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J Gerontol B Psychol Sci Soc Sci. 2003 May;58(3):P187-94.

Age-related slowing of digit symbol substitution revisited: what do longitudinal age changes reflect?

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Department of Psychology, University of Victoria, British Columbia, Canada.


A previous investigation reported that cross-sectional age differences in Digit Symbol Substitution (DSS) test performance reflect declines in perceptual processing speed. Support for the tenability of the processing speed hypothesis requires examining whether longitudinal age-related change in DSS performance is largely mediated by changes in speed. The present study used data from the Victoria Longitudinal Study to examine patterns and predictors of longitudinal change in DSS for 512 older adults (M(age) = 68.37 years, SD = 7.43). On the basis of multilevel modeling, baseline DSS performance was poorer for older participants and men, with longitudinal declines more pronounced with increasing age and decreasing speed. In contrast to the present cross-sectional findings, statistical control of change trajectories in perceptual speed using the same data did not substantially attenuate age changes. These discrepancies suggest different sources of variance may underlie cross-sectional age differences and longitudinal age changes for DSS.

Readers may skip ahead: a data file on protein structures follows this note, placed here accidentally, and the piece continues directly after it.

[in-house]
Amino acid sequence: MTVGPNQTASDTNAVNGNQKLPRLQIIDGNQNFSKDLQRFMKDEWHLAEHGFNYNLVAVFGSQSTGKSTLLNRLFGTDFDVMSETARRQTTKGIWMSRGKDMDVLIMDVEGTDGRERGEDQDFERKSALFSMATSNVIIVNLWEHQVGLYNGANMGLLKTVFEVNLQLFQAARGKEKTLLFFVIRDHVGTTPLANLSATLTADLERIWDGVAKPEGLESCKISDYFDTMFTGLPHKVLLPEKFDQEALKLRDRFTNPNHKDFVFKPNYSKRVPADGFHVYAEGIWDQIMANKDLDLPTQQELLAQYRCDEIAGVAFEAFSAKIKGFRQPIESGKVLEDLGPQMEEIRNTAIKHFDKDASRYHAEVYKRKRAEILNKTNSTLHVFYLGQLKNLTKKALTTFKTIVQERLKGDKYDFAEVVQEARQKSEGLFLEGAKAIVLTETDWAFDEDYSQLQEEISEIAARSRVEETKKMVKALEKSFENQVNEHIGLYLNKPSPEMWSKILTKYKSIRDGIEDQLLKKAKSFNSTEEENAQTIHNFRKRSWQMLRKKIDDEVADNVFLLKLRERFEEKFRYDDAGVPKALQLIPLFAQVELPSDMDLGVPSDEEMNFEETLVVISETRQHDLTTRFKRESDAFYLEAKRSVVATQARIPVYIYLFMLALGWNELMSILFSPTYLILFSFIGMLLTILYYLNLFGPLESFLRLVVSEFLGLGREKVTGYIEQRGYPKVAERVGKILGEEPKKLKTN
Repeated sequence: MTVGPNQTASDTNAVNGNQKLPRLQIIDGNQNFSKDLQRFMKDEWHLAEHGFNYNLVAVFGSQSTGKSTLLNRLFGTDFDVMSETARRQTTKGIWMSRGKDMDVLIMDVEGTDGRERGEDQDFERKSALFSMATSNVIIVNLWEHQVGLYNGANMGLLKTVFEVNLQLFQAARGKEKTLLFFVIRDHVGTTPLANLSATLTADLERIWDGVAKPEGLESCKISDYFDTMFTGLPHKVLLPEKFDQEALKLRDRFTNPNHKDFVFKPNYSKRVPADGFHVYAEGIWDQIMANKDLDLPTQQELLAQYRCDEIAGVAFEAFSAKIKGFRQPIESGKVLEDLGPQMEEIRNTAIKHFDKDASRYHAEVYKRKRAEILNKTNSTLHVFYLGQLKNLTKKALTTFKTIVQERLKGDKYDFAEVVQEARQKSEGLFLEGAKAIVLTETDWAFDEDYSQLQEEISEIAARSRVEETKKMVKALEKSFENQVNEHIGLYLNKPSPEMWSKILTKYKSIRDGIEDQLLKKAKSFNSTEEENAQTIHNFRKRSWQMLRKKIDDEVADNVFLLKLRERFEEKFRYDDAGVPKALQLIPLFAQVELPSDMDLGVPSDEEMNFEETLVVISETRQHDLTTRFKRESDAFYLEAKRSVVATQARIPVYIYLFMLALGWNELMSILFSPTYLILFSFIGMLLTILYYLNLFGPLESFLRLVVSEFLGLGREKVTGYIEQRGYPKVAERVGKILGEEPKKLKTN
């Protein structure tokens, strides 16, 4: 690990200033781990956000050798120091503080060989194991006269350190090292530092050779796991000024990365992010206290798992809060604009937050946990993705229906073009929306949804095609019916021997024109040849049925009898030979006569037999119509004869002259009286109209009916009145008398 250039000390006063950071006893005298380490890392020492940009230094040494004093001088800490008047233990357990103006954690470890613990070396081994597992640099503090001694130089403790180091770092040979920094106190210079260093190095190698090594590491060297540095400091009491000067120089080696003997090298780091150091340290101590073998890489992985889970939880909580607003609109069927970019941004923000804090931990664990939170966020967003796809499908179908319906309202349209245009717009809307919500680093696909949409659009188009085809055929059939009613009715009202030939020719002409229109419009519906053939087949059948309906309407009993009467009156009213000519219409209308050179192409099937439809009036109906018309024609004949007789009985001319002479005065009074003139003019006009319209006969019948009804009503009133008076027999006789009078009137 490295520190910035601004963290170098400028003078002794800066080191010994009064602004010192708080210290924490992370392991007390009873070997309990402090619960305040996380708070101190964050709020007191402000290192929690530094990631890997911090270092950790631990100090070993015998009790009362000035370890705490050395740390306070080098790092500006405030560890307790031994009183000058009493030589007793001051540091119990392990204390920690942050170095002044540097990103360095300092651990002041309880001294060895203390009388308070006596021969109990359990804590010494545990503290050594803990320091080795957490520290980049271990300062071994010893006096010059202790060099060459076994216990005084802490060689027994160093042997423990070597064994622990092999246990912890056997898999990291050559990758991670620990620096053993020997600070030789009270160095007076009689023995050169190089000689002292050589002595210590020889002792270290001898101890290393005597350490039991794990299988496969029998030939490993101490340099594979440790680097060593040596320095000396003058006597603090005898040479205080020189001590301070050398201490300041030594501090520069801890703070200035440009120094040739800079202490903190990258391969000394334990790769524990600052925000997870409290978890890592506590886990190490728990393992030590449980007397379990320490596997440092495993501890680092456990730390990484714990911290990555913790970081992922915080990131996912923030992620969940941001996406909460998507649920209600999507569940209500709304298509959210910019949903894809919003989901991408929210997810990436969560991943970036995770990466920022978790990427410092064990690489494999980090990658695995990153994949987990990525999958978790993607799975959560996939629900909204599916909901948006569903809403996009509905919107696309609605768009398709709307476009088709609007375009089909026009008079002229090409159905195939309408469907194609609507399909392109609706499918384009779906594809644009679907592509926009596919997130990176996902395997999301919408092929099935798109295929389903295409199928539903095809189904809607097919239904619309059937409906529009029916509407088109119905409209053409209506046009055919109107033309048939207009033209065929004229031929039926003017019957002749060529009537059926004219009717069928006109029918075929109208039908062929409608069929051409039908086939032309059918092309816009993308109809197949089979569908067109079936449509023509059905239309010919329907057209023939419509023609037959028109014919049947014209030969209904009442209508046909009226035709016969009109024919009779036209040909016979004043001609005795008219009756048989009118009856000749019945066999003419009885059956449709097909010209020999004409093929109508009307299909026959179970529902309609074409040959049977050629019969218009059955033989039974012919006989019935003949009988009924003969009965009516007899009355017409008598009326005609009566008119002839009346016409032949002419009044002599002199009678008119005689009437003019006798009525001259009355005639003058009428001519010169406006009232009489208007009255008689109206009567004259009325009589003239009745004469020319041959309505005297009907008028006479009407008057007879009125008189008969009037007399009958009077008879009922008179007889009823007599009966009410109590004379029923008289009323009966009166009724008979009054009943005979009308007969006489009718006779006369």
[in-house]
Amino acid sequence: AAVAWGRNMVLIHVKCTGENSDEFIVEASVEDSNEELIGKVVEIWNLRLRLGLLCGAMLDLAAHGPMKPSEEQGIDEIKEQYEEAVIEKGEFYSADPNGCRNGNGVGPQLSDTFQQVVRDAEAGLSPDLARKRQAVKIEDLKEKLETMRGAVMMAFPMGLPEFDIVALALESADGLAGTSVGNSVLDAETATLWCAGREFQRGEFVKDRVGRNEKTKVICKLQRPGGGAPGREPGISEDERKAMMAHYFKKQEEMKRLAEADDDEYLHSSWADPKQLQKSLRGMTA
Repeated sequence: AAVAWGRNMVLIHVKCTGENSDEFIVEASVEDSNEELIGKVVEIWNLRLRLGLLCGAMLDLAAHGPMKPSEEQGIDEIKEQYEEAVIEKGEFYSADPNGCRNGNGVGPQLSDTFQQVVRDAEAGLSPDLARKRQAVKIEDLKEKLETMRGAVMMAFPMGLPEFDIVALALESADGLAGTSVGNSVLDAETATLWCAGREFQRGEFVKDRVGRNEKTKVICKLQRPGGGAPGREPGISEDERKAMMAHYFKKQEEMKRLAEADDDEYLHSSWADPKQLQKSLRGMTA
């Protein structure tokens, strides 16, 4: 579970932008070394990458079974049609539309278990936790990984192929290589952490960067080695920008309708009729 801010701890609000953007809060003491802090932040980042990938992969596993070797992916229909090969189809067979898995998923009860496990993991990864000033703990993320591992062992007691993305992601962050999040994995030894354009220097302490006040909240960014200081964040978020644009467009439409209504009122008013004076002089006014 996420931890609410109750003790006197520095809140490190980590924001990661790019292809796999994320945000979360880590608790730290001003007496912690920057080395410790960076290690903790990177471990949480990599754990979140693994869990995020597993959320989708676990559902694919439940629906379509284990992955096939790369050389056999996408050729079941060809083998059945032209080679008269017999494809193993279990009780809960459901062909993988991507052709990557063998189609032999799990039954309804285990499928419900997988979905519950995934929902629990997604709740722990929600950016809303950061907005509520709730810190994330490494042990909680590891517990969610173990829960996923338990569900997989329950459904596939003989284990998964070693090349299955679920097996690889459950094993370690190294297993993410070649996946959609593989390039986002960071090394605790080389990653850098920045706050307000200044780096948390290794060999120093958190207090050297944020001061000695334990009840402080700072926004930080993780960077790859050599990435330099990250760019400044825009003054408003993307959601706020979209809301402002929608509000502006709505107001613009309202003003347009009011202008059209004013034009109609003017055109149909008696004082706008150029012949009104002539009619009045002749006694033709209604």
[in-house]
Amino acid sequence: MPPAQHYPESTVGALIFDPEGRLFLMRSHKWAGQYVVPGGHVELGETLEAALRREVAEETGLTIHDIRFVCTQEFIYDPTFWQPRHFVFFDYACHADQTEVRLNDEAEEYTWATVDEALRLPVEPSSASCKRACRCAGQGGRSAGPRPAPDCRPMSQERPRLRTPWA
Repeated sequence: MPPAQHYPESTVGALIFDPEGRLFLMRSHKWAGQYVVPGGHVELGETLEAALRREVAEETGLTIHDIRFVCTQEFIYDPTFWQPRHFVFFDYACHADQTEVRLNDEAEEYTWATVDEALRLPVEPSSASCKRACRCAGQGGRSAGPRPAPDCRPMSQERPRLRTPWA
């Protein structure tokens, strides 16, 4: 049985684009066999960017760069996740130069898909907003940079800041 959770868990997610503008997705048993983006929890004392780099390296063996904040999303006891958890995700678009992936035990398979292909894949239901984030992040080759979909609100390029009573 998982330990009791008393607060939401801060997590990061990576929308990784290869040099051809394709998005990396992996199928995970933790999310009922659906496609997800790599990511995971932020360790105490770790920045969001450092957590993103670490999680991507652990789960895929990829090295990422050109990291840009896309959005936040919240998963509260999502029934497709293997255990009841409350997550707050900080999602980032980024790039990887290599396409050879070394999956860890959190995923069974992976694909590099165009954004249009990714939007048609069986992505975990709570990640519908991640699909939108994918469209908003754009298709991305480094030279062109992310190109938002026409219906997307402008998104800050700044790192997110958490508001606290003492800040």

[Indexed for MEDLINE]

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